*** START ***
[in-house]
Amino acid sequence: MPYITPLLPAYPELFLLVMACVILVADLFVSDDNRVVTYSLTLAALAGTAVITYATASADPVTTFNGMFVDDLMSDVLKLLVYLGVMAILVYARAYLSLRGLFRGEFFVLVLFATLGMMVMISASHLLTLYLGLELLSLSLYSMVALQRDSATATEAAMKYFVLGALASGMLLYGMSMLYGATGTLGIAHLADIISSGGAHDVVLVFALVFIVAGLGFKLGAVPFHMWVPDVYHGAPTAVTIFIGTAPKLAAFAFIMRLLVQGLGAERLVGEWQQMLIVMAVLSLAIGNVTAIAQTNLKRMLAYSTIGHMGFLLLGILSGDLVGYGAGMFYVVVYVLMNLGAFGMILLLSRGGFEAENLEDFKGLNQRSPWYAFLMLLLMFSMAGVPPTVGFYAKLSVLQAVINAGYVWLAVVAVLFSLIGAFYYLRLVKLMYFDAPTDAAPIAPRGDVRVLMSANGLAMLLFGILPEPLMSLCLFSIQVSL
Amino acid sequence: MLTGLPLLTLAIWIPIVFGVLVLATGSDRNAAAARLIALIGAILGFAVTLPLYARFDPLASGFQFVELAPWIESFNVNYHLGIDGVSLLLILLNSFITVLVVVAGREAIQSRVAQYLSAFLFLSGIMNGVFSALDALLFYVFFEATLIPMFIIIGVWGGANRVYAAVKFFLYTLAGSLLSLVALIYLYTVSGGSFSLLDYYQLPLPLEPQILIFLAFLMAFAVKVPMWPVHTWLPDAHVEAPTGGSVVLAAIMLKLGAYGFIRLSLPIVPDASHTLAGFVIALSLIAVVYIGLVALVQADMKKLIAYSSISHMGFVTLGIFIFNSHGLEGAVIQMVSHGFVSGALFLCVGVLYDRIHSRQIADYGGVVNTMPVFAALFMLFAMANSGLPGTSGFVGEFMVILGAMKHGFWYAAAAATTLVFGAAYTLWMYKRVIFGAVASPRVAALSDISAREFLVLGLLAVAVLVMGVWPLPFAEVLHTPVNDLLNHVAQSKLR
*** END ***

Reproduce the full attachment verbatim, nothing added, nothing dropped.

[in-house]
Amino acid sequence: MPYITPLLPAYPELFLLVMACVILVADLFVSDDNRVVTYSLTLAALAGTAVITYATASADPVTTFNGMFVDDLMSDVLKLLVYLGVMAILVYARAYLSLRGLFRGEFFVLVLFATLGMMVMISASHLLTLYLGLELLSLSLYSMVALQRDSATATEAAMKYFVLGALASGMLLYGMSMLYGATGTLGIAHLADIISSGGAHDVVLVFALVFIVAGLGFKLGAVPFHMWVPDVYHGAPTAVTIFIGTAPKLAAFAFIMRLLVQGLGAERLVGEWQQMLIVMAVLSLAIGNVTAIAQTNLKRMLAYSTIGHMGFLLLGILSGDLVGYGAGMFYVVVYVLMNLGAFGMILLLSRGGFEAENLEDFKGLNQRSPWYAFLMLLLMFSMAGVPPTVGFYAKLSVLQAVINAGYVWLAVVAVLFSLIGAFYYLRLVKLMYFDAPTDAAPIAPRGDVRVLMSANGLAMLLFGILPEPLMSLCLFSIQVSL
Amino acid sequence: MLTGLPLLTLAIWIPIVFGVLVLATGSDRNAAAARLIALIGAILGFAVTLPLYARFDPLASGFQFVELAPWIESFNVNYHLGIDGVSLLLILLNSFITVLVVVAGREAIQSRVAQYLSAFLFLSGIMNGVFSALDALLFYVFFEATLIPMFIIIGVWGGANRVYAAVKFFLYTLAGSLLSLVALIYLYTVSGGSFSLLDYYQLPLPLEPQILIFLAFLMAFAVKVPMWPVHTWLPDAHVEAPTGGSVVLAAIMLKLGAYGFIRLSLPIVPDASHTLAGFVIALSLIAVVYIGLVALVQADMKKLIAYSSISHMGFVTLGIFIFNSHGLEGAVIQMVSHGFVSGALFLCVGVLYDRIHSRQIADYGGVVNTMPVFAALFMLFAMANSGLPGTSGFVGEFMVILGAMKHGFWYAAAAATTLVFGAAYTLWMYKRVIFGAVASPRVAALSDISAREFLVLGLLAVAVLVMGVWPLPFAEVLHTPVNDLLNHVAQSKLR